Chapter 14 Fiscal Policy
Test Review of Chapter 14
I. Economic Goals of the U. S.
Employment Act of 1946 |
began reaction to five-year Soviet Union economic plans.
A. Set four economic goals
a. Economic growth
b. Price stability
c. Low unemployment
d. Positive balance of payments
B. Created Council of Economic Advisors conomic
C. Humphrey–Hawkins 1978 Full Employment Act
set specific goals
1. Set five-year goals for economy
2. Specific goals
a. 4% unemployment
b. 3% inflation by 1985, 0% by 1988
c. Reduce balance of payments deficit
d. Increase economic growth and investment
e. Reduce the size of the public sector
D. Government Policy Options to Meet Goals
1. Fiscal policy, the focal point of Keynesian
economics, is this chapter's topic.
a. Discretionary fiscal policy
b. Automatic stabilizers3. Appropriate Fiscal Policy leads to noninflationary
E. Some History
a. The Employment Act of 1946
b. 70 Years of Advising the President by the CEA
c. Fiscal Foundations, History of Successful for US pp181-224
2. Monetary Policy will be covered in chapter 15.
Other Macro Chapters
Discretionary Fiscal Policy
Source has much data
III. Automatic stabilizers
A. Cause the economy to expand without government
action during recession by increasing AD.
B. Cause the economy to contract without government
action during inflation by lowering AD.
C. fiscal policy & automatic stabilizers - 8 min.
1. Transfer payments (unemployment compensation,
food stamps, and other social programs) increase
during recession to increase AD.
2. Progressive taxes (income tax) increase during
inflation to lower AD.
3. Importance of Automatic Stabilizers
Effectiveness of Fiscal Policy
1. Determining when recessions begin is difficult.
a. Disagreement over whether the U.S. was in
a recession from 1989-1991 resulted in little
fiscal action being taken.
b. The 2001 slowdown happened so fast there
was not time for preemptive action.
2. Fiscal policy takes time to implement
3. There will be a delay because it takes business
time to expand capital investment.
B. Political considerations
1. Some spending programs are difficult to cut
(social security, military, education).
2. Expansionary bias: people vote to spend but
not to tax.
3. Political business cycle: it is difficult
to accomplish anything economically
constructive during an election year
C. Recently, many felt the federal debt is too big
and has rendered fiscal policy ineffective.
Its success in ending the 2001 recession has
yet to be determined although the Federal
budget surplus certainly makes it easier to
increase federal spending and decrease
taxes although the expense of fighting three
wars has again increased the deficit.
D. In 2012 People Fear the Drag of Taking Away
the Stimulus of 2009- 2011.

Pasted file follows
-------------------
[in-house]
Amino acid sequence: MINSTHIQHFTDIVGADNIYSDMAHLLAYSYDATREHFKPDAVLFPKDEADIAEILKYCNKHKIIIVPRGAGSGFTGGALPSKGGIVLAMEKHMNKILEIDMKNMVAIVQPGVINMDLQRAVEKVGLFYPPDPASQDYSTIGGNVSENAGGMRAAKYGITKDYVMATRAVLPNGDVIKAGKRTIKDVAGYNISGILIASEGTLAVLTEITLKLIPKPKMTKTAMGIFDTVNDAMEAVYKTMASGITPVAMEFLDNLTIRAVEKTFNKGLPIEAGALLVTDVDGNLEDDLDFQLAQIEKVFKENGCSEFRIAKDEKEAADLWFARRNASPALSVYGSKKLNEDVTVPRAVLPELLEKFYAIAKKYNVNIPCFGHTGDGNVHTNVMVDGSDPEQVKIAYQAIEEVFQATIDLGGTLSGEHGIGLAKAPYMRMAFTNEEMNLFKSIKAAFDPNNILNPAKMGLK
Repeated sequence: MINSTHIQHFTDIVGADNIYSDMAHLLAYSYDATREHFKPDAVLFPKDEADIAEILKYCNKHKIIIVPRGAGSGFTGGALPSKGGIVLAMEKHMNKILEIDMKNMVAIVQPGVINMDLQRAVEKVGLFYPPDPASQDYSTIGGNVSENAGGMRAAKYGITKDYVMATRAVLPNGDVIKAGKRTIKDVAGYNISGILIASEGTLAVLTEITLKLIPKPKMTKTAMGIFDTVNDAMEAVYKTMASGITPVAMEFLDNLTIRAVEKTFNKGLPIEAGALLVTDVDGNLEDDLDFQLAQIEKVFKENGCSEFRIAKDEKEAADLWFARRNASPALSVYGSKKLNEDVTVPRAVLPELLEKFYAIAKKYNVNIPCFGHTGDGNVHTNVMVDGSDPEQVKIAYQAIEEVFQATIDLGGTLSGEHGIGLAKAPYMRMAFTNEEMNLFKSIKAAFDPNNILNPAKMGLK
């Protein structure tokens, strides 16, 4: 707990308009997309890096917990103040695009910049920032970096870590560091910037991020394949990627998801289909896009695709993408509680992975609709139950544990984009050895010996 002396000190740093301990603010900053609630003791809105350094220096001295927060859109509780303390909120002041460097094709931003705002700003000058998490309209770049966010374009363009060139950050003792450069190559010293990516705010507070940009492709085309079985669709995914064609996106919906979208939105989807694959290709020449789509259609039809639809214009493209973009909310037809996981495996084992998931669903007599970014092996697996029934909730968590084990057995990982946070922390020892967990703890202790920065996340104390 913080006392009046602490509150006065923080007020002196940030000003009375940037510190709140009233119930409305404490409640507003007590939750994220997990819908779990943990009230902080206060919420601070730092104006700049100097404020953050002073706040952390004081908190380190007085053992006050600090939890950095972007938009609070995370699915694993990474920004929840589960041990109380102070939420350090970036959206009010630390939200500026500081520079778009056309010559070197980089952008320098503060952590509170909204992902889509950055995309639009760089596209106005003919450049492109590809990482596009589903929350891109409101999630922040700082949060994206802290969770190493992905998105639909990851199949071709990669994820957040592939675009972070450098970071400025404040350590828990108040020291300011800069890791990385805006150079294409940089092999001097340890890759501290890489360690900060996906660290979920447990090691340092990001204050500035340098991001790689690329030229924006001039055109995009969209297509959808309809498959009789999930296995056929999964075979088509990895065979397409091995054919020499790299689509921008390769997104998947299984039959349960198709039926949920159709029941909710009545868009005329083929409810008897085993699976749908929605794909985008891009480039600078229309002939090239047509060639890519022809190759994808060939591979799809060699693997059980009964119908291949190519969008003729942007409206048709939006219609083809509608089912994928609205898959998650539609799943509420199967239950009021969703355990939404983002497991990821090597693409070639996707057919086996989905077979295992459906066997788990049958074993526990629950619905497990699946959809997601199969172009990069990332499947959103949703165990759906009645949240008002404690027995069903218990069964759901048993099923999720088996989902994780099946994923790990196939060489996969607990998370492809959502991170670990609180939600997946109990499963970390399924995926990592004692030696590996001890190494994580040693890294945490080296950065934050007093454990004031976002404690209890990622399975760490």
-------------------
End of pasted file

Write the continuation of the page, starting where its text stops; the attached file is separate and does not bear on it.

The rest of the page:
E. Kansas Fiscal Policy Tax Cut Failed 10/ 24/17 Barry Ritholtz
F. Fed Uncertainty In Assessing The Economic Effects Of Tax Cuts.
See Chart State and local cuts have very nearly run their course at this point, but the economy now faces the run-off of stimulus programmers, as well as the expiration of emergency unemployment benefits and, potentially, the expiration of lots of other tax proposals. The President's latest plan aims to move the total government impact on growth from a drag of about 1.5 percentage points of GDP to approximately even. When the economy is growing at between 1% and 2% per year, a 1.5 percentage point drag on output is a very big deal indeed. See Government Spending Might Not Create Jobs Even During Recessions
Fiscal Policy Affects the Private Economy
The Other Side of the Story
25 Lessons Learned for our Fiscal Future
In Europe Austerity Was
Either Neutral or Destructive.
Deficits Create Growth Leading to Wealth
Federal Expenditures Lagged
Great Recession Recovery Also Lagged
Editor's Note: Fiscal Policy and the
A world-wide saving glut developed in the late 1990's as the Asian Crisis caused developing nations to be more conservative and accumulate mostly dollar reserves. Their resulting lack of demand created a positive trade balance and the need to create demand else ware to soak it up. The US did it's part with two
unfinanced wars, a tax cut, and private debt expansion. In the initial months of the stimulus, the net government contribution to GDP growth was positive. As the severe recession impacted government budgets, however, state and local cuts mounted, ultimately offsetting stimulus at the national level.
In U.S. Government Spending
In U.S. Government Spending Increases GDP
Debt Ceiling Deal
F. Raising Taxes In 2012 Not Same As 1993 from businessinsider
G. Affect of Tax increases in 1937
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